The former PSG coach is also a man who can enjoy his spell out of the game with a year's salary as compensation after being replaced by the equally non-descript Wallemme, the former Lens and Coventry City defender, who is combining his duties with those of being Congo coach. There has been some improvement, with the Brest win taking the team's tally to seven points from the six games Wallemme has been in charge, and he certainly has gone through the gamut of strategies to try to make his team sit up and take notice of their predicament.
Wallemme led his squad on a tour of a local prison last month. "It's the kind of experience that leaves its trace," he said. "I wanted to show them what a chance it is to be free, and that they should put themselves 100% into their work. When you're in there it's man to man. No-one was talking about cars, money and girls."
It seemed to do the trick for a spirited 1-1 draw with PSG. Given that no team with 29 points or fewer going into that stage of a Ligue 1 season has saved itself, Wallemme must have figured he needed to shock his team into action some more to get that 'Get of jail free' card, so he traipsed them round a poultry abattoir last week - the result was the slaughter of Brest.
For all Wallemme's efforts, getting highly-paid, wilful footballers to consider the finer points of human and animal existence is tough, but they have a reminder every day when they head into training that they have the livelihood of the club's office staff, 40% of whom have been told they will be sacked if the club is relegated, on the instep of their so far misfiring feet.
The players, though, are not the only ones to have made a mess of things with a recent boardroom putsch, involving Roux, making life off the field at this habitually tranquil club less than hospitable. Perhaps that off-the-pitch turmoil can explain the club's errant transfer policy last summer.
The players likely to replace Pedretti and Jelen, ex-West Ham man Edouard Cisse and Tunisian forward Issam Jemaa, have failed to do so, with Jemaa already loaned out to Brest in January. Add to that the highly-rated Delvin Ndinga sulking after his move to Lyon last summer fell through, and stir in the dips in form of Kenyan forward Dennis Oliech, sent off at Nice recently when a referee thought a four-letter outburst in English was directed at him, and Mali international Alain Traore, and it adds up to a barely half-baked season.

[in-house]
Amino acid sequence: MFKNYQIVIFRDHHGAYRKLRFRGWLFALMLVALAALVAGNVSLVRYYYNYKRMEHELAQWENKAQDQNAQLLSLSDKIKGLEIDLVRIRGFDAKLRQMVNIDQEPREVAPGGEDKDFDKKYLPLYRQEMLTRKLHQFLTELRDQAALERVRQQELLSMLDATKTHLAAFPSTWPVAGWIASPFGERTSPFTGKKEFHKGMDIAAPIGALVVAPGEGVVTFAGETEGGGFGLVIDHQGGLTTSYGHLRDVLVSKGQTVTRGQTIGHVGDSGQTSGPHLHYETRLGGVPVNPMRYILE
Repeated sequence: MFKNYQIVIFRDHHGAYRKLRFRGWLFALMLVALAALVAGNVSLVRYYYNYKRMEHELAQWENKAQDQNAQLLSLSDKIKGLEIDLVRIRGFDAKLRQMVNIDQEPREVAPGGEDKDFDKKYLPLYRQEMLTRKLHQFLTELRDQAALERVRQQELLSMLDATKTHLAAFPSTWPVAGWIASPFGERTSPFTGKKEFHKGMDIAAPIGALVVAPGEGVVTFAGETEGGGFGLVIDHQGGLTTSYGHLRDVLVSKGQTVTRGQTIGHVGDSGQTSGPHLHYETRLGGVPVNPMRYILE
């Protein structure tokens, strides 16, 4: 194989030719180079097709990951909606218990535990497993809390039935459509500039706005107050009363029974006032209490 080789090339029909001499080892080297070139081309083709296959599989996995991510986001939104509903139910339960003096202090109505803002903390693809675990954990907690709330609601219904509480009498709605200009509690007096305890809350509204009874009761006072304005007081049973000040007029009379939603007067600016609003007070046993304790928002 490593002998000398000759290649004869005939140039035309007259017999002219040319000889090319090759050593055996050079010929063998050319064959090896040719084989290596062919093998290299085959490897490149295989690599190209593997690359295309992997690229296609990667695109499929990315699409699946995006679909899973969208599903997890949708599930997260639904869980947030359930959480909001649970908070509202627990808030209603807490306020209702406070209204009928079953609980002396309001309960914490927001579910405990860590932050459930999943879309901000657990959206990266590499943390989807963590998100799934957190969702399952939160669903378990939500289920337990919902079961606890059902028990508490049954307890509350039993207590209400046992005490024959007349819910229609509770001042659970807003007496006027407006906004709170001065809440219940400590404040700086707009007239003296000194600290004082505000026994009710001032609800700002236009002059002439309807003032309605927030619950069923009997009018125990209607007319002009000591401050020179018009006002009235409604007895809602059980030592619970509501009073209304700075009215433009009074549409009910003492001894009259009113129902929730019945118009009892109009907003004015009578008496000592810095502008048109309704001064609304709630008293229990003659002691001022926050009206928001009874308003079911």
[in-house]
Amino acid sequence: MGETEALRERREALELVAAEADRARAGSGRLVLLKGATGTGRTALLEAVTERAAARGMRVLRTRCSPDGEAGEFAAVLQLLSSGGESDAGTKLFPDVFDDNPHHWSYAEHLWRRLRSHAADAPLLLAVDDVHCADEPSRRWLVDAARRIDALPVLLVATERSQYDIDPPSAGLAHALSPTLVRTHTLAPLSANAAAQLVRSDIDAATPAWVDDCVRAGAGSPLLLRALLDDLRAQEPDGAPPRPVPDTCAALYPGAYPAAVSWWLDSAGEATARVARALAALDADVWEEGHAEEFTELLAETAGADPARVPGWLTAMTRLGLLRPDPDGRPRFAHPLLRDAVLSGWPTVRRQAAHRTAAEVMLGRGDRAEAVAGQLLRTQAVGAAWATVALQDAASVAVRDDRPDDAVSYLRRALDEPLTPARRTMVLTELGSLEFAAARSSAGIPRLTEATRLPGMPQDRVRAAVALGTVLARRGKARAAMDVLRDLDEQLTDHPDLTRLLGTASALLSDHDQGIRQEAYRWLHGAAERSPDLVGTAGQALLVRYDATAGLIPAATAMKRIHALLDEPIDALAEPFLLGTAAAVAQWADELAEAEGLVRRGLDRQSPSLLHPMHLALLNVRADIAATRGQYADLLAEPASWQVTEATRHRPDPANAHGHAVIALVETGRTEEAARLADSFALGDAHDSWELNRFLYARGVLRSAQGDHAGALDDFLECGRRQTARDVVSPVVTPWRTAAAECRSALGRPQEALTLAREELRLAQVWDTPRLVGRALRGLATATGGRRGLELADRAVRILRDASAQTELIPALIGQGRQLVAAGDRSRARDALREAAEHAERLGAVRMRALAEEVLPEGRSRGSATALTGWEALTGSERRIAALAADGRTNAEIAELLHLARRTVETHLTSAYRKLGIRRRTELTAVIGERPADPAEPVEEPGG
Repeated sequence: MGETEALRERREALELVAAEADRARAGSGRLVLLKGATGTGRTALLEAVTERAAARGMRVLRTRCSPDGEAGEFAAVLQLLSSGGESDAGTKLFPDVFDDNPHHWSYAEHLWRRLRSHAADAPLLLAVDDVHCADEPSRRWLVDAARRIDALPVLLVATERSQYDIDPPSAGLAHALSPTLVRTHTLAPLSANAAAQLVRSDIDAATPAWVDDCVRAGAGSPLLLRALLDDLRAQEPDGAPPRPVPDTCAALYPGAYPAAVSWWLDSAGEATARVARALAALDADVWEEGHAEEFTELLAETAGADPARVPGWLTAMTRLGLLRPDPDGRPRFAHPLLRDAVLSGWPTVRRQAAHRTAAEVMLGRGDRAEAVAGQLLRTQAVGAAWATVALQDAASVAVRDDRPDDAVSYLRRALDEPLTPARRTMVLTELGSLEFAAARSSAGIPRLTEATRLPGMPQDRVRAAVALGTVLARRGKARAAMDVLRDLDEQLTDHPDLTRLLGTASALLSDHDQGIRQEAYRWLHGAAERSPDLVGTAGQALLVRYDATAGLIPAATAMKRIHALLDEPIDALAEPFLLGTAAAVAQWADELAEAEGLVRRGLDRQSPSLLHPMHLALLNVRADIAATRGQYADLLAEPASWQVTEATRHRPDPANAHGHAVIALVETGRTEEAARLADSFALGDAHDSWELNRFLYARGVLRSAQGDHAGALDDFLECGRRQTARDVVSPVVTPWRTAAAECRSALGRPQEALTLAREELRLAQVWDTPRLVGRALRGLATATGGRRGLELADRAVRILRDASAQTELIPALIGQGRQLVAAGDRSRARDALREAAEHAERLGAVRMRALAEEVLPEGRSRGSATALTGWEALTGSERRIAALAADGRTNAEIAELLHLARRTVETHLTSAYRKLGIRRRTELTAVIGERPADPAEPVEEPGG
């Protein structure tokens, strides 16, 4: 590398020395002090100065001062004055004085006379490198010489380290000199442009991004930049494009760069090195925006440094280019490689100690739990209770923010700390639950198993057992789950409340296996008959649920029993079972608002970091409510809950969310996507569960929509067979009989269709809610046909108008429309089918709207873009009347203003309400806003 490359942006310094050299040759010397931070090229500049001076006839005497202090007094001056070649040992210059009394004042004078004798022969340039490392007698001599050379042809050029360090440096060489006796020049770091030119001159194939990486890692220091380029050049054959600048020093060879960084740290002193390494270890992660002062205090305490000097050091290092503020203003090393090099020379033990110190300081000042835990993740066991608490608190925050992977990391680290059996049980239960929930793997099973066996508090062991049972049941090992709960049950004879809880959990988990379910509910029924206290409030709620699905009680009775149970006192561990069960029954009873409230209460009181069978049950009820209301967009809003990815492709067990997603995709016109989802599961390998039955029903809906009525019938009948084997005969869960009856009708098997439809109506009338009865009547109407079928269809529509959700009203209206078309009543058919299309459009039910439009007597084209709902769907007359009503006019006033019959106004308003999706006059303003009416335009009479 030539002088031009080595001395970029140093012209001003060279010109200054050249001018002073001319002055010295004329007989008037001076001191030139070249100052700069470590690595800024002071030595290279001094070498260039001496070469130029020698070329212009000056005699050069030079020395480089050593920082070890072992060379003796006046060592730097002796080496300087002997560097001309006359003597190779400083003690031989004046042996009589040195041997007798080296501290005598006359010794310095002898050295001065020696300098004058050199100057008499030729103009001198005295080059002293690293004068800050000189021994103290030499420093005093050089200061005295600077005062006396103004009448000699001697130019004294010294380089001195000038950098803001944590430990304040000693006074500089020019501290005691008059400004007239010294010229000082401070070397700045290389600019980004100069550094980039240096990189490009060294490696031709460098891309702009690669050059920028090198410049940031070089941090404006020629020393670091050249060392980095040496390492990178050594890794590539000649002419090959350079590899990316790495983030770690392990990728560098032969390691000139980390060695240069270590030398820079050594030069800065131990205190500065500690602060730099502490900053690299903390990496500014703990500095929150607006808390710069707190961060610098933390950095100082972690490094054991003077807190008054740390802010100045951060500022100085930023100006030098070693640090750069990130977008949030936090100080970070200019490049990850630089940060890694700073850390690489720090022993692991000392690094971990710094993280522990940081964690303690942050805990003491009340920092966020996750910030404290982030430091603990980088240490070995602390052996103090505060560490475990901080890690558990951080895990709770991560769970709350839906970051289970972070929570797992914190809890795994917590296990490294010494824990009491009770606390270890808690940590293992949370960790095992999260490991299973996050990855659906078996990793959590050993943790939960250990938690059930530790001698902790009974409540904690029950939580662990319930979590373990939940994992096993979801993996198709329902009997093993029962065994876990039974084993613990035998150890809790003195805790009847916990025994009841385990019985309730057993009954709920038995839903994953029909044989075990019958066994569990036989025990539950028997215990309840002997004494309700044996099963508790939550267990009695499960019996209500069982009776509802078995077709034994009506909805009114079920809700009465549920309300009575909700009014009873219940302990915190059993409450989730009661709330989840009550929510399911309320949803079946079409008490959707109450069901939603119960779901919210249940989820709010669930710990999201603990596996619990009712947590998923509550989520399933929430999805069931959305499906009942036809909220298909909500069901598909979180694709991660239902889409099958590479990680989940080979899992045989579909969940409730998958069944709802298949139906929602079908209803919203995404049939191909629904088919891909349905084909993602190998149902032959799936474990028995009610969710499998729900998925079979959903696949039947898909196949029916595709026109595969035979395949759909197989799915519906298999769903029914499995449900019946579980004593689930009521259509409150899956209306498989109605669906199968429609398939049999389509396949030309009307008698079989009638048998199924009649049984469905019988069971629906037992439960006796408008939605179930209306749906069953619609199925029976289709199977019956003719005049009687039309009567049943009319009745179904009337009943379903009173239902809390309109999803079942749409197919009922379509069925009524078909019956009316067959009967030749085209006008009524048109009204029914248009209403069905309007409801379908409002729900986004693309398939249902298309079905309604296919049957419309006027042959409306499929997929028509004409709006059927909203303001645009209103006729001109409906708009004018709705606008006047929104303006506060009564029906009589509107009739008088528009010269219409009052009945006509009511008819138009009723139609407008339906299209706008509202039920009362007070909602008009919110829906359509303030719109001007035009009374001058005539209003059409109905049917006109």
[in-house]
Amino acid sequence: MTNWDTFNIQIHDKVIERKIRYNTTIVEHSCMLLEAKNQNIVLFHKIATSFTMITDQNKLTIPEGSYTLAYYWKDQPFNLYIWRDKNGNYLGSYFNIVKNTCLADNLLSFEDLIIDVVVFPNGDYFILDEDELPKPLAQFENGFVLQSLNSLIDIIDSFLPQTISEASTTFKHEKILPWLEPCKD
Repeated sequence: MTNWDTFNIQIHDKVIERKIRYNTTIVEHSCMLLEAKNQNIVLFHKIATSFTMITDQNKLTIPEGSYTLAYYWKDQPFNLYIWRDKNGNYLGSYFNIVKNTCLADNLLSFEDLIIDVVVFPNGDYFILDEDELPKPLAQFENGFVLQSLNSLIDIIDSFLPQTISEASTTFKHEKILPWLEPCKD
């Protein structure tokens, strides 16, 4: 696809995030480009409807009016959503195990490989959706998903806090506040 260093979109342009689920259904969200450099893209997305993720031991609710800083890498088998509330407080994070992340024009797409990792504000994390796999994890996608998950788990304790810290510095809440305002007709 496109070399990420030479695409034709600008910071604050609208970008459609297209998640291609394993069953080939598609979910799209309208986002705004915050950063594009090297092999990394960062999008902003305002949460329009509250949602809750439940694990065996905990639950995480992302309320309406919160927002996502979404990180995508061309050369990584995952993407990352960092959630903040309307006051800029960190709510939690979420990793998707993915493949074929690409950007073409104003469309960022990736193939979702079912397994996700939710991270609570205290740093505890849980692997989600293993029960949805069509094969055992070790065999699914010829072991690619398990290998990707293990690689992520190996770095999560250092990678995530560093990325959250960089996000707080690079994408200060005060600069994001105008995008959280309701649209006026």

Surprisingly, Auxerre have scored goals - they have struck six more times than seventh-placed Toulouse, for example - but their inability to keep teams out at the other end has meant potential matchwinners have brought only a point. If only a handful of their 13 draws this season could have been turned into wins, they would be safe. The truth is that the squad, which also features ex-Liverpool man Anthony Le Tallec and former Chelsea youngster Ben Sahar, is simply not good enough.
"You can't turn a Twingo into an Aston Martin," Kapo said, having failed to prove himself Auxerre's answer to James Bond after returning to the club last summer. "If we save ourselves, we're going to have a good laugh."
Even Britain's top fictional spy may not be able to stem the tide now, however. "I still believe we can stay up, but - in my heart of hearts - it's over," Roux said. "We have a terrible run-in." Fellow strugglers Dijon are up next, followed by dogged Bordeaux and Marseille - who admittedly are woefully out of form - before a final-day date with Montpellier, when both teams' fates may still hang in the balance.
And what if their 32-year stint in the top flight should end? The outlook is bleak.
"If you look at the way they are set up, the stadium, the town, there's no reason they should come back up. Look at Monaco and Lens, for example, and how they've struggled in Ligue 2. It doesn't bode well," Crossan says. "Guy Roux is in charge of their youth set-up now, so perhaps some good young players will come through, but how many have done so in recent years?"